What if I told you that you can learn Python for free? Here are some websites for learning Python that I can recommend.
Python rocks! This programming language will allow you to do a lot. If you learn it, you can create applications, build websites, work with databases, and process data collected by you or your company. Sound cool? It is! And if you can learn Python for free, well, why not give it a try?
What Is Python?
Python is one of the most popular programming languages in the world. It was established in the early 1990s by Dutch programmer Guido van Rossum. He is still one of the most important people in the global Python community and participates in strategic decisions regarding the development of this language.
Python is developed as an open-source project that’s managed by the nonprofit Python Software Foundation. This means you can use Python for free. Thousands of programmers around the world work on new Python libraries and extensions every day. Thanks to this, the language is alive, growing, expanding and certainly will not go anywhere.
Want to know more about Python libraries? My friend Dorota wrote a great article in which she lists the top 13 Python libraries. Check it out!
Fun fact: Python wasn’t named after a snake. Rossum was a huge fan of the British comedy show Monty Python's Flying Circus. First aired in the 1970s, this show’s abstract humor, five crazy guys, and loads of gags and jokes have lost nothing of their genius. If you like British humor, you should check this show out. But anyways, back to the programming language.
Who Uses Python?
I could just distill this whole paragraph into one sentence: You can find Python everywhere. Most of the world's tech giants – including Google, YouTube, and Microsoft – use Python for their apps or websites. Even NASA uses it!
One of the reasons Python is so popular is that it runs on multiple platforms. You can easily use it on Windows, Linux, or macOS.
As we mentioned earlier, Python has a lot of libraries and frameworks. If you’re into web development, you can use Django or Flask for your pages. But before you use the frameworks, you should learn the basics of the underlying language. And that brings us to our look at how to learn Python for free.
4 Free Python Courses
There are tons of free Python courses. Most of them are useless. Why do I say that if they’re free? Because if you learn from a subpar course, you will develop bad habits. You will likely also become discouraged from learning Python and lose the opportunity to build a new skill.
To prevent this from happening, I’ve selected four interesting Python courses that are both free and worth your time. My selection was purely subjective, based on my opinion and experience. So, without further ado, here they are.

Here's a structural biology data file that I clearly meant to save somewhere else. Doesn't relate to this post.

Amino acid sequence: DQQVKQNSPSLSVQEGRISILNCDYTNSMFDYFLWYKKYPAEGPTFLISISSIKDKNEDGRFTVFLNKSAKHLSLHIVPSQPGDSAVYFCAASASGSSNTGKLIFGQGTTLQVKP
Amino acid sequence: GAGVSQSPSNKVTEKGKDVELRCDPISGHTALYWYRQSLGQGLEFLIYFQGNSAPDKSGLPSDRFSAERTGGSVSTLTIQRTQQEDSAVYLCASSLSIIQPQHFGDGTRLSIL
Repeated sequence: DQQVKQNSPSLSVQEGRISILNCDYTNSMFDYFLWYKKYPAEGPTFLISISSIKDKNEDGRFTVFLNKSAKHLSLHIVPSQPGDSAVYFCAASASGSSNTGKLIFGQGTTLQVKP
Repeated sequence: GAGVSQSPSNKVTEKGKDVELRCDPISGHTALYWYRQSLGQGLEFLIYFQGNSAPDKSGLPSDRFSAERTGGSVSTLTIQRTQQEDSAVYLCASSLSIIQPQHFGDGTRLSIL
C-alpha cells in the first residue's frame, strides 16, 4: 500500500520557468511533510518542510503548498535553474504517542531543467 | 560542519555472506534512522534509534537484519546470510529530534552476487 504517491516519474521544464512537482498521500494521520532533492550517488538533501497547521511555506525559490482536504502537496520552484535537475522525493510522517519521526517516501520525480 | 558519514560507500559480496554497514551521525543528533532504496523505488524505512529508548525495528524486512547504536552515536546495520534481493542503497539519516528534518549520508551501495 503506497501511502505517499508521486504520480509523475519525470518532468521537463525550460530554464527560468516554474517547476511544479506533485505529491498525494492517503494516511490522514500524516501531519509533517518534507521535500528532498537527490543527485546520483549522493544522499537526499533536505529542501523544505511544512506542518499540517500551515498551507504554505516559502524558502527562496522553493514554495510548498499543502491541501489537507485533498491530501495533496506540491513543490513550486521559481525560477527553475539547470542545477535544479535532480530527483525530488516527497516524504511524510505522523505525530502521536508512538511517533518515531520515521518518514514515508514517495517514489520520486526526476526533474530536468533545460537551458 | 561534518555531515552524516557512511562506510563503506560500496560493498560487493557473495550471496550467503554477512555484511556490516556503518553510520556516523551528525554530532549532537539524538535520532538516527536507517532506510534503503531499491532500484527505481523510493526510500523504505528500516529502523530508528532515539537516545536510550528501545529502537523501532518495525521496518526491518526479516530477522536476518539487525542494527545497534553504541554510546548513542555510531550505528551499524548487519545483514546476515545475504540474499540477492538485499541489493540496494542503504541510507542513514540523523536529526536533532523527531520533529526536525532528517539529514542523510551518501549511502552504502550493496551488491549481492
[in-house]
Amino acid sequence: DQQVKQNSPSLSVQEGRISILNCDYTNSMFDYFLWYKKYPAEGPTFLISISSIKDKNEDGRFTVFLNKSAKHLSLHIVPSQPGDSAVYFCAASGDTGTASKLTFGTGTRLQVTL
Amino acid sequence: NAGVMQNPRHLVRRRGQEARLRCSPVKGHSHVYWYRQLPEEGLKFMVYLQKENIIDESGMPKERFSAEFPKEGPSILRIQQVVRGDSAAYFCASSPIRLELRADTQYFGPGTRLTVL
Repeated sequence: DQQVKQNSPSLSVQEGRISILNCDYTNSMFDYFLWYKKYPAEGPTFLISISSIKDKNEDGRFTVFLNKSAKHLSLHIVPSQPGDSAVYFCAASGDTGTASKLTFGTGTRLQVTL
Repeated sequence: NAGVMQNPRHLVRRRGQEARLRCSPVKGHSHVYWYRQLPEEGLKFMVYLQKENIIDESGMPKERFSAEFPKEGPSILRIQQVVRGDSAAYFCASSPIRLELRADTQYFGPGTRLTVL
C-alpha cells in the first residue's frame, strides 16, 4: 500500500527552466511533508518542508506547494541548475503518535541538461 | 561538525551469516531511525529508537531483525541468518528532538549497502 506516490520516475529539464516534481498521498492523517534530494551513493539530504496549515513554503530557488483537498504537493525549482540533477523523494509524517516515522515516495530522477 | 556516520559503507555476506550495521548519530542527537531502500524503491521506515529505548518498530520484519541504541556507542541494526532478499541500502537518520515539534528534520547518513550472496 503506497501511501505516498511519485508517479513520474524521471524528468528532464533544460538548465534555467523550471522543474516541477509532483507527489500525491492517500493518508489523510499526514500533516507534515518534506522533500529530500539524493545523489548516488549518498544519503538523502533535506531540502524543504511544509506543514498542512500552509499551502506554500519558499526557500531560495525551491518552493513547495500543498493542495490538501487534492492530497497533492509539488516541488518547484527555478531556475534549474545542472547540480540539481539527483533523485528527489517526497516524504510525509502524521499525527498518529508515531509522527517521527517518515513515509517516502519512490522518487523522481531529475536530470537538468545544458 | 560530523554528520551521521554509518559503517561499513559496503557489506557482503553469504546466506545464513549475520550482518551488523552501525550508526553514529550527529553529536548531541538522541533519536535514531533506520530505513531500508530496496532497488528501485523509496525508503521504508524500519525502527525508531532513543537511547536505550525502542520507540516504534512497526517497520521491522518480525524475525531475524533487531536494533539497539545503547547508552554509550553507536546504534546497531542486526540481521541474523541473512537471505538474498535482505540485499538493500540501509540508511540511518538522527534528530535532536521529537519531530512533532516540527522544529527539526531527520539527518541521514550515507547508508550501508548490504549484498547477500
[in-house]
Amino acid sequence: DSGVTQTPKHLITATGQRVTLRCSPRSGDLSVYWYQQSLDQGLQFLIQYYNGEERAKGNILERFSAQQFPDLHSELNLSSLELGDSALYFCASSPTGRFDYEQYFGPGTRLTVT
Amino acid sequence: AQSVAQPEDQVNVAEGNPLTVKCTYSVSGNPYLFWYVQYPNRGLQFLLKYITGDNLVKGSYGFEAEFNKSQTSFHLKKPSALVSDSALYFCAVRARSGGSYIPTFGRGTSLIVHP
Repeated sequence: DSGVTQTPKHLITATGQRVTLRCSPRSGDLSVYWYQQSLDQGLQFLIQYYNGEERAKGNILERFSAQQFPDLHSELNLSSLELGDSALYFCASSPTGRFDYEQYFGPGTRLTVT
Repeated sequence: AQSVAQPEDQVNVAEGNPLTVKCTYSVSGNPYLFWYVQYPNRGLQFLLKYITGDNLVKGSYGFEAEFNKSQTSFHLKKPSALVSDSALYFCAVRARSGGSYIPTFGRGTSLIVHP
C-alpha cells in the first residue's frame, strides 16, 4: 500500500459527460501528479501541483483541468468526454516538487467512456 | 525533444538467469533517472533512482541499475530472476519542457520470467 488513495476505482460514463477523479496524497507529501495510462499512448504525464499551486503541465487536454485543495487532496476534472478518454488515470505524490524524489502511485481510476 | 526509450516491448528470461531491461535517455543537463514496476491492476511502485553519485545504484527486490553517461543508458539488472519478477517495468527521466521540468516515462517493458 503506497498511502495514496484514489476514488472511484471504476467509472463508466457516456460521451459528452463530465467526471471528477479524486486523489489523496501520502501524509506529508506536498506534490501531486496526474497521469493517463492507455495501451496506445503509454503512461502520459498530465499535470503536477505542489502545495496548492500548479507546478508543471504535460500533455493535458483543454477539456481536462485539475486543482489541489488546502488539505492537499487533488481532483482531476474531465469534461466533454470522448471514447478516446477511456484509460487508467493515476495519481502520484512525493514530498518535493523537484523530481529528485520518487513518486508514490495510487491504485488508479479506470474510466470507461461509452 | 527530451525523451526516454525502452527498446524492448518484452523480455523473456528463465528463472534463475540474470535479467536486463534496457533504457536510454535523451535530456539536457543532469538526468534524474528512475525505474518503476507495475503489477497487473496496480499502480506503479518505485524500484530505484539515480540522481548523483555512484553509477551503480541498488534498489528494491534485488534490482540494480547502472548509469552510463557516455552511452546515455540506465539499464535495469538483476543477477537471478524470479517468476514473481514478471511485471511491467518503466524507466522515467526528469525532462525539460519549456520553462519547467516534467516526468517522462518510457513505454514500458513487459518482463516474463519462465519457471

1. Python Basics (LearnPython.com)
I’m starting with LearnPython.com because I can really recommend them with a clear conscience. This is not a marketing trick. Python Basics is a learning track for beginners. You don't need to know anything beforehand; you'll learn everything you’ll need to understand the fundamentals of this language. We designed this track for complete newbies – people without any background in IT, who have never written a line of code in their lives.
The three courses in this track should be done in order. They contain 232 interactive exercises that build on each other. It should take you approximately 40 hours to complete the entire thing. When you do, you’ll get a certificate that you can add to your LinkedIn profile or show on Facebook.
What makes these courses different from the dozens offered on the web? Above all, they’re interactive. These aren't boring pages of text or over-the-top video clips. They are all carefully and thoughtfully developed. The online console lets you immediately try out the presented theory; you’ll learn something and then write real code using that new thing. In my opinion, there is no better way to learn. Practice makes Python perfect.
What's more, you don't need to install or configure anything. Everything is done online, so all you need is your favorite browser and an Internet connection.
This set of Python courses will not only teach you Python but will also teach you how to think like a programmer. You’ll find out if coding is for you. You will learn the basic concepts of code structure, instructions, commands, and loops. Still not convinced? See how coding skills can be applied in any industry.
- The basics of programming using Python 3.
- What variables are and how to use them in your programs.
- Control flow statements: if, if-elif, and if-elif-else.
- How to repeat statements using for and while loops.
- What Python functions are.
- How to call built-in Python functions.
- How, why, and when to write your own functions.
- Basic data structures like lists, dictionaries, and sets.
- How to work with files using Python.
Best of all, for a limited time these courses are absolutely free! All you have to do is log in and start learning. You won't pay a cent. What's more, the other courses on the LearnPython.com platform are also free. So if you master the basics of Python, you can continue learning. Maybe you’ll go into data science or learn how to work with JSON and CSV files. Again – it is all for FREE!